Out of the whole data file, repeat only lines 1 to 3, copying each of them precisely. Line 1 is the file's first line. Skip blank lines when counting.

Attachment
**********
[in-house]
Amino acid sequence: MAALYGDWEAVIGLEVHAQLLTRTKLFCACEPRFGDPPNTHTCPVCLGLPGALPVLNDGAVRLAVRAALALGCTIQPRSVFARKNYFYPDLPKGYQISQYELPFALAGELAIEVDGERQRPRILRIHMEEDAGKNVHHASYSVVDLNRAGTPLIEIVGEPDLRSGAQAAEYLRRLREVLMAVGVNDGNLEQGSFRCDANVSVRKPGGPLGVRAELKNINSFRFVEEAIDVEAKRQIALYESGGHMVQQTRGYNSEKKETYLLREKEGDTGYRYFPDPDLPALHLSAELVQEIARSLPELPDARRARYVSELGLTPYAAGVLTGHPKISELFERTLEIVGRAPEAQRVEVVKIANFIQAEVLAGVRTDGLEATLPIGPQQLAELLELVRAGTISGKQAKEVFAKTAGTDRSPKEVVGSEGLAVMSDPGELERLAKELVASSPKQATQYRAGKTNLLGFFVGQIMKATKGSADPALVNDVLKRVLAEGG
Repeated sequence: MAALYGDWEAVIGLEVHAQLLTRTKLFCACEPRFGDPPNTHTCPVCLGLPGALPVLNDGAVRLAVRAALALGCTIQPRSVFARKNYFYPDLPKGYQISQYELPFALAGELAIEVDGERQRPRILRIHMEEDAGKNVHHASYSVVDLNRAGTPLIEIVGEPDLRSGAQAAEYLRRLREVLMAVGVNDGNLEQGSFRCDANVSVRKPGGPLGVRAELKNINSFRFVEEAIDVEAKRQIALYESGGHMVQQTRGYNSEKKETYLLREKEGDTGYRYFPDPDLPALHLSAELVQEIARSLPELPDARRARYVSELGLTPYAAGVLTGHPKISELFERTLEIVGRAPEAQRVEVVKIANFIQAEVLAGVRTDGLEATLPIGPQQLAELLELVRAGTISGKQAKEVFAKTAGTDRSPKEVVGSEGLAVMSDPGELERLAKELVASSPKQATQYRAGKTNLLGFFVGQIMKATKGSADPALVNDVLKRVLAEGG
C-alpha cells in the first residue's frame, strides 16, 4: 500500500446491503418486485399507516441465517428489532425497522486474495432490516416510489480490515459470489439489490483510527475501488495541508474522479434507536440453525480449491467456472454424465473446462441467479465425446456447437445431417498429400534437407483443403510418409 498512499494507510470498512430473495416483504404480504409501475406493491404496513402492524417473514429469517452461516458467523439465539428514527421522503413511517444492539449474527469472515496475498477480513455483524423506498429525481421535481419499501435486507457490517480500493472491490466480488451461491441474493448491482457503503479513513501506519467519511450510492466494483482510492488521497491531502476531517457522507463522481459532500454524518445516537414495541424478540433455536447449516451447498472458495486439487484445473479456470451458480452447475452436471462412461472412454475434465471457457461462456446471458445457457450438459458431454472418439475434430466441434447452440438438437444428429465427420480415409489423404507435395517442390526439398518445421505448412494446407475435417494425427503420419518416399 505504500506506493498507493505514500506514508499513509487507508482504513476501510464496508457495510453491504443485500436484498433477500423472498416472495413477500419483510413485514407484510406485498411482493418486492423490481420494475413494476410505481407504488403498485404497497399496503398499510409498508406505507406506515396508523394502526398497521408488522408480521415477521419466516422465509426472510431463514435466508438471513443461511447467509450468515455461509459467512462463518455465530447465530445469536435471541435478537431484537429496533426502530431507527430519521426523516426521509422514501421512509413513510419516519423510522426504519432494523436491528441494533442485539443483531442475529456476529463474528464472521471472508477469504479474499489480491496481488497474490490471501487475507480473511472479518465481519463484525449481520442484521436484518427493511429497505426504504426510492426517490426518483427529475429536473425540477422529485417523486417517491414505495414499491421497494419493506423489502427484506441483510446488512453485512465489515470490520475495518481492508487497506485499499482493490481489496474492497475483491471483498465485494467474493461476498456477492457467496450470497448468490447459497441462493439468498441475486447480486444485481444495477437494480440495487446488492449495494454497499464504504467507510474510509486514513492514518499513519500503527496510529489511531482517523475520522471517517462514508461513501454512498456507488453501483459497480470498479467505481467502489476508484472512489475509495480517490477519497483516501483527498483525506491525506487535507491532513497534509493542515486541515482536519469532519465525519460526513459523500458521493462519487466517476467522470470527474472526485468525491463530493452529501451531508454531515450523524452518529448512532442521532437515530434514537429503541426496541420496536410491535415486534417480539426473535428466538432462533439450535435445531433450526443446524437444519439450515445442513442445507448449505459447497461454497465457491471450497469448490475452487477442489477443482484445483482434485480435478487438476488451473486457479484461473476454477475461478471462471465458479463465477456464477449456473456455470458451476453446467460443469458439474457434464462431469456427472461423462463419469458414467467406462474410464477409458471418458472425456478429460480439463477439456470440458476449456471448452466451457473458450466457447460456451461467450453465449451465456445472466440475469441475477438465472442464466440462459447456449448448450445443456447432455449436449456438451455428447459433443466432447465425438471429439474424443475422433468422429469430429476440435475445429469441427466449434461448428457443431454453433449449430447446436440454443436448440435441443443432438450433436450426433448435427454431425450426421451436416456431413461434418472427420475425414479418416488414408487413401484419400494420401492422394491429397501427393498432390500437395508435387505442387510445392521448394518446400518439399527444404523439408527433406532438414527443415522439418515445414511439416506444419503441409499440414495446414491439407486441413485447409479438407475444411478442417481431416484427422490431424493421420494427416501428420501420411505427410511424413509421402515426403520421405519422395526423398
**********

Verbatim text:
[in-house]
Amino acid sequence: MAALYGDWEAVIGLEVHAQLLTRTKLFCACEPRFGDPPNTHTCPVCLGLPGALPVLNDGAVRLAVRAALALGCTIQPRSVFARKNYFYPDLPKGYQISQYELPFALAGELAIEVDGERQRPRILRIHMEEDAGKNVHHASYSVVDLNRAGTPLIEIVGEPDLRSGAQAAEYLRRLREVLMAVGVNDGNLEQGSFRCDANVSVRKPGGPLGVRAELKNINSFRFVEEAIDVEAKRQIALYESGGHMVQQTRGYNSEKKETYLLREKEGDTGYRYFPDPDLPALHLSAELVQEIARSLPELPDARRARYVSELGLTPYAAGVLTGHPKISELFERTLEIVGRAPEAQRVEVVKIANFIQAEVLAGVRTDGLEATLPIGPQQLAELLELVRAGTISGKQAKEVFAKTAGTDRSPKEVVGSEGLAVMSDPGELERLAKELVASSPKQATQYRAGKTNLLGFFVGQIMKATKGSADPALVNDVLKRVLAEGG
Repeated sequence: MAALYGDWEAVIGLEVHAQLLTRTKLFCACEPRFGDPPNTHTCPVCLGLPGALPVLNDGAVRLAVRAALALGCTIQPRSVFARKNYFYPDLPKGYQISQYELPFALAGELAIEVDGERQRPRILRIHMEEDAGKNVHHASYSVVDLNRAGTPLIEIVGEPDLRSGAQAAEYLRRLREVLMAVGVNDGNLEQGSFRCDANVSVRKPGGPLGVRAELKNINSFRFVEEAIDVEAKRQIALYESGGHMVQQTRGYNSEKKETYLLREKEGDTGYRYFPDPDLPALHLSAELVQEIARSLPELPDARRARYVSELGLTPYAAGVLTGHPKISELFERTLEIVGRAPEAQRVEVVKIANFIQAEVLAGVRTDGLEATLPIGPQQLAELLELVRAGTISGKQAKEVFAKTAGTDRSPKEVVGSEGLAVMSDPGELERLAKELVASSPKQATQYRAGKTNLLGFFVGQIMKATKGSADPALVNDVLKRVLAEGG